Joe: Not to mention Tarvaris Jackson gets another week to fool people into thinking he's a capable "caretaker" quarterback. Pick: Minnesota
Carolina at New Orleans
Aaron: Drew Brees should just give up his pipe dream of ever winning a Super Bowl with this Saints team. Dude could seriously leave the NFL, dig up a dozen or so Arena League receivers and barnstorm the country as the football Harlem Globetrotters. Pick: New Orleans
Joe: The proud highlight of my 2008 second-place fantasy football season? Waiving DeAngelo Williams after week 3. Good thing I was raised Catholic so I have no shortage of ideas for how I should best beat myself up for that one. Pick: Carolina
Detroit at Green Bay
Aaron: A Black president and an 0-16 team? In my lifetime? In the same year? Wonder if it'll be just as hard to buy a newspaper on December 29th. Pick: Green Bay
Joe: This has to go on that Great Moments in Sports Futility DVD, along with Pete Rose at Wrestlemania and Charlie Brown trying to kick that football. Pick: Green Bay
Seattle at Arizona
Aaron: Allow me to join the cacophony of voices who doubt that Arizona's novel concept of tanking the last two games of the regular season will be an effective way of building momentum into January. Pick: Seattle
Joe: It's still Arizona at home against a crappy team, though. Pick: Arizona
Dallas at Philadelphia
Aaron: Dammit, Redskins...THIS was supposed to be the game that exposed the ridiculous notion that Donovan McNabb's temporary benching had anything to do with his "resurgence." I was going to make nachos and everything! Pick: Dallas
Joe: Can we do a Top 10 Most Ridiculous Things About Donovan McNabb's Season list? I feel like it's just been one neverending parade of bullshit with that guy. Pick: Dallas
Miami at N.Y. Jets
Aaron: Late December games in The Meadowlands are the reason why Chad Pennington is playing in Miami. I'm beginning to think the last images of Brett Favre any of us will ever see involve a last-minute TD pass on Sunday. F*ck. Pick: NY Jets
Joe: No, the last image any of us will see of Brett Favre is the Brett-Favre-shaped cloud of dust in the middle of the field as he hastily announces his once-and-for-all retirement during the walking-off-the-field interview. Nothing like one season as a Jet to make you never want to play football again, for reals. Pick: NY Jets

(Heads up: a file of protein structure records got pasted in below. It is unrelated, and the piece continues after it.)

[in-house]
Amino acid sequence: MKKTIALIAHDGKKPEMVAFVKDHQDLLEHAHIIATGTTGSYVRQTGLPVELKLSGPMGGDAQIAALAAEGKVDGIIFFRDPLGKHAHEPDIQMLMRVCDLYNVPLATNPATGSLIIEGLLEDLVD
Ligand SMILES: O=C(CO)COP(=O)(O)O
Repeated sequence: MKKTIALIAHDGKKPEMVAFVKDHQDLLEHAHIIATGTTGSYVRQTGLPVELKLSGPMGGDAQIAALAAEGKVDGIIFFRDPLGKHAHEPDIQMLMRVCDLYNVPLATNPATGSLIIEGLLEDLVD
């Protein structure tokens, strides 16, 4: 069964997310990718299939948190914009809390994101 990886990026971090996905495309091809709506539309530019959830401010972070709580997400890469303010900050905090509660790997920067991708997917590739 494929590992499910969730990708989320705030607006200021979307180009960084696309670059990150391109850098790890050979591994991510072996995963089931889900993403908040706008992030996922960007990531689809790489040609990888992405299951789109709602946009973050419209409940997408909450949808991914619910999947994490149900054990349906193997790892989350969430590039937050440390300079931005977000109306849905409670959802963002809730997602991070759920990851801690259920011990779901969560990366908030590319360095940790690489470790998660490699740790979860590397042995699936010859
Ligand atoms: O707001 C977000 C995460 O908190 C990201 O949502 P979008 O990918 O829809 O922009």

Washington at San Francisco
Aaron: That whole "across three time zones" thing was something of a season-long punchline, but I can't imagine a worse trip for a non-playoff team on the final weekend than traveling across three...well, you know. Pick: San Francisco
Joe: And so here I am, with opportunities to gain ground on Cam dwindling, forced to pick the Redskins on the road against an inspired 49ers team. Sigh. Pick: Washington
Jacksonville at Baltimore
Aaron: I love Week #17 games in which Joe wouldn't dare pick differently than me. Pick: Baltimore
Joe: Merry Christmas to you too, you merciless bastard. Pick: Baltimore
Denver at San Diego
Aaron: Win and they're in. That's all the Chargers have to do to make the playoffs. The thing is, though, that this is just the type of game the Chargers have lost this season. Half of their 8 losses came in the last minute or two, while most of the others were against teams they should've beaten. Everything points to a San Diego win, which makes this an easy call. Pick: Denver
Joe: That all sounds plausibly true. And yet ... revenge for the Ed Hochuli game is the X factor there. Plus, now that my fantasy season is over, LT is free to go off for four touchdowns. So, yes, it's very possible that the outcome of this pickin' season will rest on the Chargers game. Gulp. Pick: San Diego
The Sure-Thing Suicide Spread:
Aaron: Denver (+8) at San Diego
Joe: Oakland (+13) at Tampa Bay
Friday, December 26, 2008
Ogden, Utah – Tomorrow!: Visiting the in-laws for the first time since Thanksgiving 2005.
Arizona – mid-March 2009: We're taking the boy to Spring Training. And, yes, a trip that's entirely built around nothing but baseball is "for the boy". I'm sure I'll get nothing out of this. I still can't believe Mrs. Bootleg is on board, though. We fly in on the 12th. On the 13th, we're seeing the A's down at the Indians' new complex. On the 14th, it's another A's game in Phoenix. We leave on the 15th. Autographs! For the boy.
Cooperstown, NY – Late July 2009: I'm fervently rooting against Jim Rice's eventual induction, just so Rickey Henderson will have the day to himself and I'll be spared an entire weekend of Red Sox Nation. How do those of you who hate the Sox/Patriots/Celtics – or, worse, don't even like sports – live in New England?
Cam Fam Summer Vacation – Late August 2009: A return trip to the Pacific Northwest is very tentatively planned, with Mrs. Bootleg pushing for a "Vancouver only" experience and me lobbying hard for a
Monday, December 22, 2008
Current Weight: 166.8 lbs.
Carl's Jr. has done a phenomenal job of positioning itself as "fast food for guys". Their burgers are proudly billed as big, messy two-hand fat bombs that can barely be contained within the confines of one bun.
The two spots Carl's Jr. has created for their new Charbroiled Steak Sandwich successfully continues this testosterone-filled trend. The above ad is getting most of the airplay, while the below commercial is way racier – albeit much easier on the eyes: